Figure 4.

Divided wall distillation column.

Since reactive divided wall distillation column is a case of process intensification, there is a complex interaction between vapor liquid equilibrium, vapor liquid mass transfer, intra catalyst diffusion and chemical kinetics. Such interactions and strong nonlinearity lead to multi steady states and complex dynamics. Bravo et al. [73] verified this nonlinearity of divided wall in laboratories as well as small pilot plants. The work has been carried out to study the various control system for reactive divided wall distillation column which can lead to process optimization. R-DWC was designed for a quaternary reactive system – two reactants (one in excess) and two products – more difficulties concerning the process control may be expected due to consideration of the high degree of integration of the process. Study was carried to tackle the optimal design, dynamics, and control of such an integrated unit and proposes an efficient control structure for a biodiesel process based on reactive DWC technology. Chongkhong et al. [74] proposed the novel distillation technologies for enhanced bioethanol dehydration, by extending the use of dividing-wall columns (DWC) to energy efficient Extractive Distillation (ED) and Azeotropic Distillation (AD). This technology is beneficial because the industrial production of anhydrous bioethanol requires energy demanding distillation steps to overcome the azeotropic behavior of the ethanol-water mixtures. A recently proposed process by Gomez- Castro et al. [75] depicts control of divided wall technology involving the use of short chain alcohols at supercritical condition that avoids the use of catalyst and this condition was applied to a reactive petlyuk column that results in thermal coupling and more of vapor liquid interactions. Aspen Plus and Aspen Dynamics were used as computer aided process engineering (CAPE) tools to perform the rigorous steady-state and dynamic simulations, as well as the optimization of the new R-DWC based biodiesel process. These control structure described the excellent performance of RDWC for biodiesel production.

2.6 Membrane assisted reactive divided wall column

The production of biodiesel by transesterification in existing conventional processes requires excess alcohol. This excess alcohol must be recovered and purified for reusing by rectification and distillation, which involves additional capital and operating costs. For production of biodiesel various techniques have been proposed such as Reactive Divided Wall. However, a major question remains that which material should be used to make that wall in middle of the column. For this Atadashi et al. [76] have reported membrane biodiesel production technique to provide high quality biodiesel fuel. In this technique the membrane system exploits the characteristic of high selectivity, high surface area and their potential for controlling mixing between two phases. The author has taken canola oil as the base oil for biodiesel synthesis and has studied the effect of membrane pore size and catalyst on the performance of membranes. The results show that membrane reactor restrict the passage of unreacted oils to the biodiesel product mixture and the use of alkaline catalyst result into soap formation while acid catalyst avoids the same.

There are various types of membrane separation processes available like ultra-filtration, microfiltration, pervaporation, etc. Vapor permeation along with RD is a novel technique in which the volatile components are separated by nonporous membrane. One possible process alternative using vapor permeation was suggested by Buchaly et al. [77] for n-propyl propionate synthesis, in which Amberlyst 46 was used to compete the side product formation. The author has used online data reconciliation by satisfying mass, component, and reaction rates as boundary conditions. In another work by Buchaly et al. [78] on same case, a comparison of most common modeling depths such as Maxwell Stefan’s equation, equilibrium model with and without considering reaction kinetics was presented. Thermal coupling between two columns in a sequence has proven to be very successful in providing energy savings with respect to conventional trades. The control of thermally coupled membrane RDWC was presented by Wang et al. [79]. It was reported that controlled stage temperature shows no multiplicity and proper temperature control can maintain reactant inventory. These thermally coupled systems show higher thermodynamic efficiency. Some improvement for dividing wall distillation column likes catalytic packing and non-welded walls have also been proposed by Aspiron et al. [80]. A rigorous study of ASTM standards for biodiesel was carried out by researchers and reported that Membrane biodiesel separation processes provides high-quality biodiesel fuel. He et al. [81] and Saleh et al. [82] have shown that a refining step is necessary to be accompanied with transesterification of biodiesel. Also, the membrane separation processes for biodiesel were carried out under moderate temperature and pressure conditions and their scale-up process found less cumbersome. Sarmento et al. [83] critically examined the production and refining of biodiesel using membrane technology.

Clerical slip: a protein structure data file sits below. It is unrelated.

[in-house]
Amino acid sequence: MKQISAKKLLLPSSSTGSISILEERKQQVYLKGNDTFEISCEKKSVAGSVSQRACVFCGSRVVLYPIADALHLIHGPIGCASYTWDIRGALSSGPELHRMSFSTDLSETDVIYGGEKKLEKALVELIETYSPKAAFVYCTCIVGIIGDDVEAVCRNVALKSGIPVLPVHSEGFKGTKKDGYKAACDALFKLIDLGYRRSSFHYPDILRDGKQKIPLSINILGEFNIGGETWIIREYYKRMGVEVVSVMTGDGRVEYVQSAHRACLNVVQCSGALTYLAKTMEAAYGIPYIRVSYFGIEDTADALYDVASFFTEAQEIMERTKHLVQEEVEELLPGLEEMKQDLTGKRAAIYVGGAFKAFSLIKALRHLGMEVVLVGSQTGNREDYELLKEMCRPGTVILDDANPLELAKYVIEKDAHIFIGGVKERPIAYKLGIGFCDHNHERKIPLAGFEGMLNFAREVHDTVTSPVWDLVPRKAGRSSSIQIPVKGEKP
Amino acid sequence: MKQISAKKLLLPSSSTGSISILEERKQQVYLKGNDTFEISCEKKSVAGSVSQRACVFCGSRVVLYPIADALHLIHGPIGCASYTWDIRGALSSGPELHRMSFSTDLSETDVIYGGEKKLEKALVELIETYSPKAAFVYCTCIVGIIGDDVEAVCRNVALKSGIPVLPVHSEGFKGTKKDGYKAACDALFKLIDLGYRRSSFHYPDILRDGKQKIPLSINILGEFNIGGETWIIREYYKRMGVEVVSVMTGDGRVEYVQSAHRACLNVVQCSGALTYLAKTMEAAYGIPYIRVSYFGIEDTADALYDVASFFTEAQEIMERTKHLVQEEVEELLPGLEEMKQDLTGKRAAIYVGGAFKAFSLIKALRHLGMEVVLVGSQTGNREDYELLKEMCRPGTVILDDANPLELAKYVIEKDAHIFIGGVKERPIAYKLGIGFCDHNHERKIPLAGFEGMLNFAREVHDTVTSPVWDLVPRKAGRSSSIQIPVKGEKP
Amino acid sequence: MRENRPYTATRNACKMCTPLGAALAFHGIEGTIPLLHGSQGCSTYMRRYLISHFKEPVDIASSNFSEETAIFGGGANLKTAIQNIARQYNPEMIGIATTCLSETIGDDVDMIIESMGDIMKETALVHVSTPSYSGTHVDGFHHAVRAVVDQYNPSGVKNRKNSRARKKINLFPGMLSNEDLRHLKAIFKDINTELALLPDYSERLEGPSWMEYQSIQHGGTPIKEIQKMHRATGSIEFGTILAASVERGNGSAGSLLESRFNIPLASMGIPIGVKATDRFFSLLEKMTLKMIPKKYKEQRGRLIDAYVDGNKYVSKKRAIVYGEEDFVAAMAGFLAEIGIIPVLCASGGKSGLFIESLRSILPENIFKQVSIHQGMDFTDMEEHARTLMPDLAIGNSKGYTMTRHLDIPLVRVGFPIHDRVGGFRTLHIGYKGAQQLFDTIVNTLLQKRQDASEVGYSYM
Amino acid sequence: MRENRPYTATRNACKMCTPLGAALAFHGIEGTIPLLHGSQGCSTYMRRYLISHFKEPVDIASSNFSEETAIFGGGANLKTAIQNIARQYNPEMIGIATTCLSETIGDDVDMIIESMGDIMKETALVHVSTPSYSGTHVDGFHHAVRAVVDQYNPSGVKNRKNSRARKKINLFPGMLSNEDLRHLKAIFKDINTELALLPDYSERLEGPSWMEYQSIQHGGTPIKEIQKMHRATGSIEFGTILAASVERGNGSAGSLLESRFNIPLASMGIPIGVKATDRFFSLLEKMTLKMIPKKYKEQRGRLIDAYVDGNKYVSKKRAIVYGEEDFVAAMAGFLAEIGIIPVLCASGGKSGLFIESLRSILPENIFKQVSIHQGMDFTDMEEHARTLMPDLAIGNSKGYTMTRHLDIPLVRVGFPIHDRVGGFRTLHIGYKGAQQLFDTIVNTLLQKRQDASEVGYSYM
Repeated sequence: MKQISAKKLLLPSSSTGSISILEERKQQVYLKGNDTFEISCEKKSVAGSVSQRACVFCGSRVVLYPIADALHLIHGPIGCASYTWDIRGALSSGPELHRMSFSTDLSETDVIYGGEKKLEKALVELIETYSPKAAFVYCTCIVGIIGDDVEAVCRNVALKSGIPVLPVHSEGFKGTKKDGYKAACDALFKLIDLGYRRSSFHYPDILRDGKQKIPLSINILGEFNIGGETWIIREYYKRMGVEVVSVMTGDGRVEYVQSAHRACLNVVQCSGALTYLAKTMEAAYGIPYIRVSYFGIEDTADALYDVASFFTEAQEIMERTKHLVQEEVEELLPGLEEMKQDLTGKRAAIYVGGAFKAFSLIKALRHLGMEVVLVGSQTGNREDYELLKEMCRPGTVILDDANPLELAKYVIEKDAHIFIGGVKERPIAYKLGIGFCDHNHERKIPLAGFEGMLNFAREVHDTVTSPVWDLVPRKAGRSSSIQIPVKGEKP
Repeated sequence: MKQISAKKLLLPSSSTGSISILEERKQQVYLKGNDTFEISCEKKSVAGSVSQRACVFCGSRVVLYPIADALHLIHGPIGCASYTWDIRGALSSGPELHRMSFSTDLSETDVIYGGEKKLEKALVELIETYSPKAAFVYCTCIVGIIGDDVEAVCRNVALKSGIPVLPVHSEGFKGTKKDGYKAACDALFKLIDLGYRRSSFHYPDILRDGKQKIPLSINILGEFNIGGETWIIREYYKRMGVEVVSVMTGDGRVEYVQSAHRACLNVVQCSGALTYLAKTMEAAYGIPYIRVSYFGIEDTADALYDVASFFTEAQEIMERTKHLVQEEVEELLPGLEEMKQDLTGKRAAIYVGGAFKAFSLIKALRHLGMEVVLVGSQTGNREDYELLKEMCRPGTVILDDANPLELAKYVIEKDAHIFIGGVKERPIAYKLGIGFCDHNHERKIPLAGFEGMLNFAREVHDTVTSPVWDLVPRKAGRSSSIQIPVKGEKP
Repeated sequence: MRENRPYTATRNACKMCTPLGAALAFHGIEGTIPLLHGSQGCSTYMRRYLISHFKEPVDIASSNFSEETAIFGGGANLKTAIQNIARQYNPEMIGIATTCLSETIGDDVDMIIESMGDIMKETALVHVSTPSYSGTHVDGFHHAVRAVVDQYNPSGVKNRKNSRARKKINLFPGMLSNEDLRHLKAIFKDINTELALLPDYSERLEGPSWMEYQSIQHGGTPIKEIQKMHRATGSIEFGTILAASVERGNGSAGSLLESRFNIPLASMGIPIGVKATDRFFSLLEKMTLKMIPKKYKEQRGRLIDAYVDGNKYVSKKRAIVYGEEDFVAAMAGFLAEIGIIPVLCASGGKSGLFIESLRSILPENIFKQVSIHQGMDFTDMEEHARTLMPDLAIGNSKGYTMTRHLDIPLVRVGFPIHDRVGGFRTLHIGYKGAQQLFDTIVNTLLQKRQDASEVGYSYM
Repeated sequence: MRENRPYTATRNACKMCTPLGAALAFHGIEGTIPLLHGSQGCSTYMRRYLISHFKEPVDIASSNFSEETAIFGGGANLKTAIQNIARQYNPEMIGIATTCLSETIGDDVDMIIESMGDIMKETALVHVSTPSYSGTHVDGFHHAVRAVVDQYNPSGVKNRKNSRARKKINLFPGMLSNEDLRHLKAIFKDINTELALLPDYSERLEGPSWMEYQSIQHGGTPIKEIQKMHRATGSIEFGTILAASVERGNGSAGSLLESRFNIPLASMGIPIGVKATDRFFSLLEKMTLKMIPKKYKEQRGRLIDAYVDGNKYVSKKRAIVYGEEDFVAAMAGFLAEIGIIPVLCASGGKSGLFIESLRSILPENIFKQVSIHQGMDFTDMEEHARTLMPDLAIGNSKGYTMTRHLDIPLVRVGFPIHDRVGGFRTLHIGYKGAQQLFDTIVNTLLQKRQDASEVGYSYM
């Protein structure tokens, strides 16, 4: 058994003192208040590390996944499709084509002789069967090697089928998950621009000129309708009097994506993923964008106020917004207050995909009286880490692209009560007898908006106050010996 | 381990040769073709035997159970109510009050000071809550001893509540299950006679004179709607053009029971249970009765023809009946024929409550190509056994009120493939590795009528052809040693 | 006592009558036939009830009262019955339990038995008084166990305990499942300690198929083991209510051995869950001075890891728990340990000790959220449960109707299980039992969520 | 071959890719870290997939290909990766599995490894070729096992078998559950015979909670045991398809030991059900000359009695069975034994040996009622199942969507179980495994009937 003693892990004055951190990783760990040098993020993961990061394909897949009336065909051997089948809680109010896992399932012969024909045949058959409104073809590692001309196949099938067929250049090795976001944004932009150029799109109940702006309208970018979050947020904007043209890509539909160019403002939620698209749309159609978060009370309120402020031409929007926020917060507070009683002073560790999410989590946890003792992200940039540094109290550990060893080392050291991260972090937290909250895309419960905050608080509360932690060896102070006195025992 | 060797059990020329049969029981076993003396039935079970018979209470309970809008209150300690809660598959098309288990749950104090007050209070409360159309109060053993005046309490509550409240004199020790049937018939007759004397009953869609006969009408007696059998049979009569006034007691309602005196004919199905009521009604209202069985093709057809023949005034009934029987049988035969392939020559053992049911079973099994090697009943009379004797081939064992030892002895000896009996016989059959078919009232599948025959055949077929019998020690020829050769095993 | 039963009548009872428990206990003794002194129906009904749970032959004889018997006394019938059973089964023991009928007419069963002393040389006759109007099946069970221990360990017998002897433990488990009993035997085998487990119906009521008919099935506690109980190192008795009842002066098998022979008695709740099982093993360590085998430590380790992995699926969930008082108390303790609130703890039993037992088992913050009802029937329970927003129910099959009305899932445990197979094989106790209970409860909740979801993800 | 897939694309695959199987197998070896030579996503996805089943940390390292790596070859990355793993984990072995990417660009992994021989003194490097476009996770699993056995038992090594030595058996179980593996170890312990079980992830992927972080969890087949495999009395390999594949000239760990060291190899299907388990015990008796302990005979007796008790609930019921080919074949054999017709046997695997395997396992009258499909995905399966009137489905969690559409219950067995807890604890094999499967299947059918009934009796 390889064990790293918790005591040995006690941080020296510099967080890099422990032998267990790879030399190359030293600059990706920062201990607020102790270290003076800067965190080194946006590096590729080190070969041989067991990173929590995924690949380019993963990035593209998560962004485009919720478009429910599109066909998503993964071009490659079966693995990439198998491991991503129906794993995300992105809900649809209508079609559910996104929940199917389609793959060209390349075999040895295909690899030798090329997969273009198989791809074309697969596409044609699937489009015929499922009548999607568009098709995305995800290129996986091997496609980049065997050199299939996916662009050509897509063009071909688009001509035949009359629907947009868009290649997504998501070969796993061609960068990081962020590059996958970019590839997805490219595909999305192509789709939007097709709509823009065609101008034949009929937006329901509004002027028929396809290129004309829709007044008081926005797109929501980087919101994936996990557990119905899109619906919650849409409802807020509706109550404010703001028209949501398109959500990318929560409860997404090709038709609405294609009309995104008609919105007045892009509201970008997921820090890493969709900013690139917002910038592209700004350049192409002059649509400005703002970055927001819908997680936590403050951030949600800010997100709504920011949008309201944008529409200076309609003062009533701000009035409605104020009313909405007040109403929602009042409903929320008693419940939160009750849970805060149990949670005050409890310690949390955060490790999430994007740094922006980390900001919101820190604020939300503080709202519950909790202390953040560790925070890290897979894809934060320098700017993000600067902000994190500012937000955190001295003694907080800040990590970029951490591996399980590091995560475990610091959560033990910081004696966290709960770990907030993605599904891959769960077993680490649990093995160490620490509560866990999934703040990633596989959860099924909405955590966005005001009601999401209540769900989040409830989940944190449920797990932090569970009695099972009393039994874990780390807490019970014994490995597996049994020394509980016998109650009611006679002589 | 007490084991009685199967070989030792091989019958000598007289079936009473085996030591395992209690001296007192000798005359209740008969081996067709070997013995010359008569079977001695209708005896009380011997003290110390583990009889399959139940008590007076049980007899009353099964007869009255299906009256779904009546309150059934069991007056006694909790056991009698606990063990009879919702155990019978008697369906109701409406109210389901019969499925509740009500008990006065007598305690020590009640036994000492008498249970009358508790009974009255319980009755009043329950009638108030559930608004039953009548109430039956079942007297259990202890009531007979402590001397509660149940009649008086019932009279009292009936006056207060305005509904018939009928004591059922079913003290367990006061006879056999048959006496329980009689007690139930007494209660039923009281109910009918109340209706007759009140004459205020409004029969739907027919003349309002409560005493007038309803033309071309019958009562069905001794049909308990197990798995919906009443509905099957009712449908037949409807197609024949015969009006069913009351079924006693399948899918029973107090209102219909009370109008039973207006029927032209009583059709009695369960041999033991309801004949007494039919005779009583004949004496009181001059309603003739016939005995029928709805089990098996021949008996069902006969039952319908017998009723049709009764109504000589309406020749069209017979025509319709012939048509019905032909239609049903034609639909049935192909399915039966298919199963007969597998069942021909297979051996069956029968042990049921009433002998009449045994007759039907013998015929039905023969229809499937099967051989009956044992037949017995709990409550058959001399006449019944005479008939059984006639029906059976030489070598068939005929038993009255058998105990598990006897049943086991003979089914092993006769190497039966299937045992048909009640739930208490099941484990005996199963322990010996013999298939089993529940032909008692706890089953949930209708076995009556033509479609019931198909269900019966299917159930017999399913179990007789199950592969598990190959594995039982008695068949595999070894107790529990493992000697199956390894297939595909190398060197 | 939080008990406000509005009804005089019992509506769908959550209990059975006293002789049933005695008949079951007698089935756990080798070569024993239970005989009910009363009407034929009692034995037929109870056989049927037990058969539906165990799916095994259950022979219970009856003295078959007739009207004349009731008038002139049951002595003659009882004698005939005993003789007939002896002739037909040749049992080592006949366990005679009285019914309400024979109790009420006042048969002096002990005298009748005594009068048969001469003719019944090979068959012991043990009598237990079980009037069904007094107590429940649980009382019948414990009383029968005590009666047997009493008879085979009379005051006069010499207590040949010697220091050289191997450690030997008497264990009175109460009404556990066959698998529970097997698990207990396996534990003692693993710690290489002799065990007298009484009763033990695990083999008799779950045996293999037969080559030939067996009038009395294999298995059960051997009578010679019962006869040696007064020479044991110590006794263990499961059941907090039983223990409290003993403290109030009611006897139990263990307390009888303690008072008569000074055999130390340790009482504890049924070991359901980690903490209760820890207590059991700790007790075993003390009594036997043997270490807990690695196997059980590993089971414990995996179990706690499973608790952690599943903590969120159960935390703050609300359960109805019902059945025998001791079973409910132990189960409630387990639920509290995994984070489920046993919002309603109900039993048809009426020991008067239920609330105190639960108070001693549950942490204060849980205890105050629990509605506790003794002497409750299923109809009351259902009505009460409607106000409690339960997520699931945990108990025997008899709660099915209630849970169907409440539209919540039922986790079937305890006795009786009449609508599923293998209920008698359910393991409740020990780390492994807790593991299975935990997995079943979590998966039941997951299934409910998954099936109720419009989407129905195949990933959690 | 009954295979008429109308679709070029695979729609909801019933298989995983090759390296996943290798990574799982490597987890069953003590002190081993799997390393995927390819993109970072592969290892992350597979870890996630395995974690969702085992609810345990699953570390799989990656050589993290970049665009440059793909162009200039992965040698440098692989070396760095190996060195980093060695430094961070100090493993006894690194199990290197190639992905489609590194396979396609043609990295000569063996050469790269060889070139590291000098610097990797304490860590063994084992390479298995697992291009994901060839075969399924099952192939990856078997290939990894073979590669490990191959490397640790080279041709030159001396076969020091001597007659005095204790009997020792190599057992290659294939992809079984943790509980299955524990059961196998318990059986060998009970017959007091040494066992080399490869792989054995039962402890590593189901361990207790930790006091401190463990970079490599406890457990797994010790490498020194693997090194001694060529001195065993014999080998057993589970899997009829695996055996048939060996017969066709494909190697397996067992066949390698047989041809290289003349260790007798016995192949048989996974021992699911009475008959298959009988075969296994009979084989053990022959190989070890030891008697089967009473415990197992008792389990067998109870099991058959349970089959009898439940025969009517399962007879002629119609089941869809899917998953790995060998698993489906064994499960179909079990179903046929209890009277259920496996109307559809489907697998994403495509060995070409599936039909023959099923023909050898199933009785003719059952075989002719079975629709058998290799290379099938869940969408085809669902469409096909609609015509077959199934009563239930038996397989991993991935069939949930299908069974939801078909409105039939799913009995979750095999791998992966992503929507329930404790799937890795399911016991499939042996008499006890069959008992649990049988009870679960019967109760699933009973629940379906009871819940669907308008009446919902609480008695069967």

Some application and future aspects of dividing wall column with bioethanol production was investigated by Delgado [84]. He has also reviewed practical application of dividing wall column by performing simulation studies. The major emphasis was given on environmental impact of fuel burning and prices of oil and biofuels and the results obtained were compared and summarized by taking the difference between them. The schematic diagram of membrane reactive distillation is presented in Figure 5.

Figure 5.

Membrane reactive distillation column.


3. Conclusion

Reactive distillation as highly nonlinear and practically difficult to control process is challenging study. The current chapter is focused on giving deep review of work carried out by many researchers in the field of reactive distillation design, control and advances in conventional processes. The control of such highly interactive and nonlinear process is possible with several models predictive control techniques including neural network control, fuzzy models, hybrid control structures, adaptive model predictive control and optimization, reactive divided wall concept and membrane divided wall techniques. The focus is given to have wide range application and use of reactive distillation column, its control using advanced techniques and advanced synthesis methods. Many processes and reactions including catalytic reactions are equilibrium limited and reactive distillation is best techniques to get higher conversion. Many advanced techniques of controlling such highly nonlinear processes are proven to be cost effective. The increased use of membrane and synthesis in membrane assisted reactive distillation is also proven to get higher product purity and higher solvent recovery rate.



The author is gratefully acknowledge the assistance provided by AICTE, New Delhi and administrative support provided by Madhav Institute of Science & Technology, Gwalior, India and Manipal Academy of Higher Education, Dubai campuses to carry out extensive research work.


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Written By

Vandana Sakhre

Submitted: August 20th, 2020 Reviewed: September 14th, 2020 Published: October 21st, 2020